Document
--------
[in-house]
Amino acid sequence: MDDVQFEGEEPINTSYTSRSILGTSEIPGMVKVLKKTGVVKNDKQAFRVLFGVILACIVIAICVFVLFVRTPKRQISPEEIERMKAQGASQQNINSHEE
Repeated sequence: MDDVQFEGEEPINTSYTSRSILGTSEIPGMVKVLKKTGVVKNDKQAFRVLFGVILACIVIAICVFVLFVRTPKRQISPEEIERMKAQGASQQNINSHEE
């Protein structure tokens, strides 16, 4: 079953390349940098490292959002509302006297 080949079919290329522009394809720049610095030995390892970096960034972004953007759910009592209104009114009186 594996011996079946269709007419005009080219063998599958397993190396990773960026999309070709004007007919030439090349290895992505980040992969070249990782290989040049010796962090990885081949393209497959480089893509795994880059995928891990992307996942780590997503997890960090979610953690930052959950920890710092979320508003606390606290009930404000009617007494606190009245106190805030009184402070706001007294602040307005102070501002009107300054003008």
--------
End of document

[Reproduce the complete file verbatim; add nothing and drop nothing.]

[in-house]
Amino acid sequence: MDDVQFEGEEPINTSYTSRSILGTSEIPGMVKVLKKTGVVKNDKQAFRVLFGVILACIVIAICVFVLFVRTPKRQISPEEIERMKAQGASQQNINSHEE
Repeated sequence: MDDVQFEGEEPINTSYTSRSILGTSEIPGMVKVLKKTGVVKNDKQAFRVLFGVILACIVIAICVFVLFVRTPKRQISPEEIERMKAQGASQQNINSHEE
């Protein structure tokens, strides 16, 4: 079953390349940098490292959002509302006297 080949079919290329522009394809720049610095030995390892970096960034972004953007759910009592209104009114009186 594996011996079946269709007419005009080219063998599958397993190396990773960026999309070709004007007919030439090349290895992505980040992969070249990782290989040049010796962090990885081949393209497959480089893509795994880059995928891990992307996942780590997503997890960090979610953690930052959950920890710092979320508003606390606290009930404000009617007494606190009245106190805030009184402070706001007294602040307005102070501002009107300054003008």